• Sylvia says

      Oh, bummer they are not for sales yet. It’s true I have never seen them on sale while living in Europe, however the UK was always a bit more “advanced” to the continent I felt, as it was closer to the US in a way? πŸ˜‰ As for beets, the golden taste exactly the same as the red, just the color is another intense color, yellow instead of red. So you can definitely make the hummus with red beets as well, in fact I made a snack platter a few weeks back using the red beets! thanks for stopping by! πŸ˜‰

  4. GirlEatsGreens says

    Simply beautiful!! These look so wonderful. And perfect for upcoming spring (I’m dying for a change of weather here, can you tell?) I’ll absolutely keep coming back every week. Good luck with the new job! :)

    • Sylvia says

      Thank you so much dear Emma! So lovely to hear from you!! πŸ˜‰ I told you a few times over at your blog I think that I love your updated design, etc.! πŸ˜‰ Thanks for the kind comment about the golden beet hummus, beets are just so fantastic. I made one with red beets a few weeks back and it has the same intense color. Yes, I think chard should work too! Let me know if you try it! πŸ˜‰ big hug, Sylvia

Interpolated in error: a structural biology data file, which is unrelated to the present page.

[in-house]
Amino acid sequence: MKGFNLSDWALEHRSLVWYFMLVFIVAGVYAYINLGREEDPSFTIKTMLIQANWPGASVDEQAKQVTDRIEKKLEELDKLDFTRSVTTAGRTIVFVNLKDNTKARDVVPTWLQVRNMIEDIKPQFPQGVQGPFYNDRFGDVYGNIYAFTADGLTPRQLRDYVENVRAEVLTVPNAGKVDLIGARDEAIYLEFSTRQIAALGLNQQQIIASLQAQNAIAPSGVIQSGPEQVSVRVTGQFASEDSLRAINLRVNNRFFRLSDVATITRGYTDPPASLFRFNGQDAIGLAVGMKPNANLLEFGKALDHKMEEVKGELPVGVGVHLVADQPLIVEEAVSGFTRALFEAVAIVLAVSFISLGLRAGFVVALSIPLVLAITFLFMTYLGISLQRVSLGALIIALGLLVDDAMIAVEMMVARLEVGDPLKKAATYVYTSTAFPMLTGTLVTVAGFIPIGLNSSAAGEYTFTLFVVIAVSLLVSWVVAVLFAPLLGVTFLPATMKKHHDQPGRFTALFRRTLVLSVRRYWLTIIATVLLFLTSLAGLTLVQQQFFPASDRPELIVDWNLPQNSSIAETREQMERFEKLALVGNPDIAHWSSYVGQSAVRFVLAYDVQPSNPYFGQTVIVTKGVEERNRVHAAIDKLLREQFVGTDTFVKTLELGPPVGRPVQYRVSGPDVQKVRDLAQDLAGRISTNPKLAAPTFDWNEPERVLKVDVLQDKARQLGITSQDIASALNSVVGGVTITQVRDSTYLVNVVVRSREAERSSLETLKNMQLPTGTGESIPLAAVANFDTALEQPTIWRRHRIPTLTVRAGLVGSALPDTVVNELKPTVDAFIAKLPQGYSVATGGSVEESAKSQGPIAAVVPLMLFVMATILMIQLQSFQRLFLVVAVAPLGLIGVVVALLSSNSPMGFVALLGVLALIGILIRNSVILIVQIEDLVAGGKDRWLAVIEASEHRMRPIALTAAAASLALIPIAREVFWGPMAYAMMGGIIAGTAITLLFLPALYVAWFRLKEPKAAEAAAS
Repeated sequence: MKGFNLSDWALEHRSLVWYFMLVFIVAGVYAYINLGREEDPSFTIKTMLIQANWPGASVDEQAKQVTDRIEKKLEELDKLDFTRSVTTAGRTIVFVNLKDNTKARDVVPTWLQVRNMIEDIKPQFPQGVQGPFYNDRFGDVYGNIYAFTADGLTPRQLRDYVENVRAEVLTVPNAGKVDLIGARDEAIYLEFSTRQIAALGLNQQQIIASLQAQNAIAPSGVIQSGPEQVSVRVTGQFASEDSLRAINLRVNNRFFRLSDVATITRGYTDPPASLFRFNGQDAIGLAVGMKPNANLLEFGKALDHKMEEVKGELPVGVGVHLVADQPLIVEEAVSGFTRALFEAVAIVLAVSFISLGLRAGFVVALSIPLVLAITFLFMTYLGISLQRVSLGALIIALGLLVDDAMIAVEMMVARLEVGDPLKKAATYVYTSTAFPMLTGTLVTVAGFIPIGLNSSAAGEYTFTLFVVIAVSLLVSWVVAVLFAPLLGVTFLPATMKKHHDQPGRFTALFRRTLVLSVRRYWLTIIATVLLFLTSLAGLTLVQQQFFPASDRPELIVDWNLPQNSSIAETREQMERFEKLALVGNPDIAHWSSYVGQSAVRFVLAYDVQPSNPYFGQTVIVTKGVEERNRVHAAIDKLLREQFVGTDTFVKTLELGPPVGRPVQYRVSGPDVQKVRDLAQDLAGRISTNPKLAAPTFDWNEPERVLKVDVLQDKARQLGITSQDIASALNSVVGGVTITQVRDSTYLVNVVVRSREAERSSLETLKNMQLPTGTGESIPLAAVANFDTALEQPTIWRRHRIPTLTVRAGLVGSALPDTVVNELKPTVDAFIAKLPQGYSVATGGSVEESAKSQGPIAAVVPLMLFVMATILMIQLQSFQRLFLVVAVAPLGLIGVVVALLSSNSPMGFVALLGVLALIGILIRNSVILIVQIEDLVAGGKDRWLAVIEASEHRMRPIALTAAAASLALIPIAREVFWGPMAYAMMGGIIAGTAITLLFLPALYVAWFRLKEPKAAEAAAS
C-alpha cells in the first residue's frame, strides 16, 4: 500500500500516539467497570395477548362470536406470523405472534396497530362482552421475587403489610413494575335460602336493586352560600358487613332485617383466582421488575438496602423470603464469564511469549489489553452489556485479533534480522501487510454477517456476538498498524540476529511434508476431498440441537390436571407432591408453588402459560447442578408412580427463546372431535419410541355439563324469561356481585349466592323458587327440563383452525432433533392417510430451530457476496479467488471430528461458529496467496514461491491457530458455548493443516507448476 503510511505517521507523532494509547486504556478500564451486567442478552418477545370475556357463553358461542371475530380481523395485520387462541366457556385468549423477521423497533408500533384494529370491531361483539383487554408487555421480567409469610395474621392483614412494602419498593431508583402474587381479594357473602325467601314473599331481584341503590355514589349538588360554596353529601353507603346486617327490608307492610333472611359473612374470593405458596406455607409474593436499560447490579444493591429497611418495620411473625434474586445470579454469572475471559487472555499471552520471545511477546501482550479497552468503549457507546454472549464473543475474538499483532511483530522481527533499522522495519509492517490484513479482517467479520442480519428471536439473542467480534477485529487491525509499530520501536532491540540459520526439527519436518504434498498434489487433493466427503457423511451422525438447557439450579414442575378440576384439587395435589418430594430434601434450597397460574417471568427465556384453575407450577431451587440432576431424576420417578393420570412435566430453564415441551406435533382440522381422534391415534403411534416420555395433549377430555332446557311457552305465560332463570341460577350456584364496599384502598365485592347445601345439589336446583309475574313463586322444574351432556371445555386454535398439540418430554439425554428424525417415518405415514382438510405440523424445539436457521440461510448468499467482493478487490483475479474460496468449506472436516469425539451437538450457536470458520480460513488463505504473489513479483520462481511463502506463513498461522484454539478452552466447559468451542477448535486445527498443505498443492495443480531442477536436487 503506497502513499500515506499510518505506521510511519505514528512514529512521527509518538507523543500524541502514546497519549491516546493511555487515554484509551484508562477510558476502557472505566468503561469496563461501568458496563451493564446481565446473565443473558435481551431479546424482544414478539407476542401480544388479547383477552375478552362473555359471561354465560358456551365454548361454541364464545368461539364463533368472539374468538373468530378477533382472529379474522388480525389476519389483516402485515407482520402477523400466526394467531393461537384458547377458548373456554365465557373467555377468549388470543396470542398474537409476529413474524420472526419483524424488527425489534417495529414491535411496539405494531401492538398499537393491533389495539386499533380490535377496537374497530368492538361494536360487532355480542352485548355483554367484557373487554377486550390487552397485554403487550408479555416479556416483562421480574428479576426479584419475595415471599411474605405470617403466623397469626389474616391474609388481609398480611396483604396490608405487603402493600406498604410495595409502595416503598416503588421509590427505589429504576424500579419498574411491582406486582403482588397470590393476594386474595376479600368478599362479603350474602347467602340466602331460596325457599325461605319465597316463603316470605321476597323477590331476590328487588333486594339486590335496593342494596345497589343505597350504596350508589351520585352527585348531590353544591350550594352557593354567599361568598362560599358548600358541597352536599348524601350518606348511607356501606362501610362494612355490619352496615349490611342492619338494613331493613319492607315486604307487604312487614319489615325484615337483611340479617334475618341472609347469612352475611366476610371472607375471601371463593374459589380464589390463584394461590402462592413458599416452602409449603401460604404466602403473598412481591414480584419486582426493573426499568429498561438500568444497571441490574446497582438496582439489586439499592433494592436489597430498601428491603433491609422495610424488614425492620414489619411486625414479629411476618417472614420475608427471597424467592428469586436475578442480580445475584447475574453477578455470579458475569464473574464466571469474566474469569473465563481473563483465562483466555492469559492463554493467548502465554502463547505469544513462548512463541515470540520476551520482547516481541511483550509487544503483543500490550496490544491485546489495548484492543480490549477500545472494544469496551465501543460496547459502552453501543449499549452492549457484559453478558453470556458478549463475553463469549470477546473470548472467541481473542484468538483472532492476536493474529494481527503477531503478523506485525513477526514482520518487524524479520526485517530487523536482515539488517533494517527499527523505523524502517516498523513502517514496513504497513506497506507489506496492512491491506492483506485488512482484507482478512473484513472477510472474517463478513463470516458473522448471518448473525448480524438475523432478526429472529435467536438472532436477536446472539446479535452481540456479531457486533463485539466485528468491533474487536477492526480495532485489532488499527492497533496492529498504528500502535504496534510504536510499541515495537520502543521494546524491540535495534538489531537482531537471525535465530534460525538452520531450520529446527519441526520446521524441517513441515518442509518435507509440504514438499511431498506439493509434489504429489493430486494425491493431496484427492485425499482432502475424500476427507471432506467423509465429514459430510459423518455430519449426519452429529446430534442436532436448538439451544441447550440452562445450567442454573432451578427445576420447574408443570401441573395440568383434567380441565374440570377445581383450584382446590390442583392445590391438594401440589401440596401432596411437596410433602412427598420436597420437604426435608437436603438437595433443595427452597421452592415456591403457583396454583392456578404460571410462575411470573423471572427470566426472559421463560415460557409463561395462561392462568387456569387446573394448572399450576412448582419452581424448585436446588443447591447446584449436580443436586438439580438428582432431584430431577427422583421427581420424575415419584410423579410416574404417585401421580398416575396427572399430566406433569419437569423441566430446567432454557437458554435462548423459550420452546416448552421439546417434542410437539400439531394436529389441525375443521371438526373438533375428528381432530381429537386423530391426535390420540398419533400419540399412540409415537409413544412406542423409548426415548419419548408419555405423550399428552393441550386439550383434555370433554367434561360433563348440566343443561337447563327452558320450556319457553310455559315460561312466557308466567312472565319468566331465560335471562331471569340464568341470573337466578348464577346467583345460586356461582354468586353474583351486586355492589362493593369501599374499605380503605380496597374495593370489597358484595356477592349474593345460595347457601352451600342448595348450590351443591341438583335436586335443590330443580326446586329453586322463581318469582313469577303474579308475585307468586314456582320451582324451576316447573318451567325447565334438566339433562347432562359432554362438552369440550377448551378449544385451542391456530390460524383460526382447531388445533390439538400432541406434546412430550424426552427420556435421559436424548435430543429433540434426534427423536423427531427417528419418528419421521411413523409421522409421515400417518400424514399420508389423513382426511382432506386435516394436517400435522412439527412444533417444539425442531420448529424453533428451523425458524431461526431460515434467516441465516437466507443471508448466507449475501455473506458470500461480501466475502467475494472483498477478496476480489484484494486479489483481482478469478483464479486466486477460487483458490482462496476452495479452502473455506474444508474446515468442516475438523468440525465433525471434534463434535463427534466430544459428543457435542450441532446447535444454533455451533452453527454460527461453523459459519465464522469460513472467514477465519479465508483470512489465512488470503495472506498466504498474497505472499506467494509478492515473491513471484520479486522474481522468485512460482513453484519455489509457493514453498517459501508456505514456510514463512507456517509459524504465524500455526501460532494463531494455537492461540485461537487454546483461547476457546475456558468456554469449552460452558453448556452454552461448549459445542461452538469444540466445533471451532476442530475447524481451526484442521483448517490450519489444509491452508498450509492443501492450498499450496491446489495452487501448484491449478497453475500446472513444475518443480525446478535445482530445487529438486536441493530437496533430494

5. The Novice Gardener says

    Sylvia, hon, this is just gorgeous! You really have a way of making healthy food sound so tempting and everything you make looks incredibly beautiful! Btw, did you want me to link your photo for you, seeing that you have a busy schedule? It matters not, incidentally, how infrequently you’ll update your blog. We’ll still be here, waiting patiently for your next artistic creation! Thanks for coming to the fiesta! Hugs & kisses.

    • Sylvia says

      Angie, this is like the sweetest comment!!! Thank you dear! πŸ˜‰ I am so grateful for this beautiful and supportive community of fellow bloggers – and thank to someone like you, who is creating even more platforms for us to get together and share! πŸ˜‰ Your FF is just amazing! I am going to do the link-up now. Thanks so much for offering it, hehhee…I got home late yesterday and needed a break from my computer, ha! πŸ˜‰ I hope you are enjoying your weekend and FF was fun! Thanks for stopping by, Sylvia

    • Sylvia says

      Thank you so much Staci for the mention! Of course I don’t mind – on the contrary, I am very honored you included me in the post! πŸ˜‰ Just went over to your blog and read it. Love the reflection! We are born with many stereotypes (I guess the black and white that you refer to), and we get shaped by the society we grow up with. But I think you must have a really open mind, living in a different country and embrace the new culture. I think that’s going into a direction of wisdom. Not sure, that’s how I would see it, listen and being open πŸ˜‰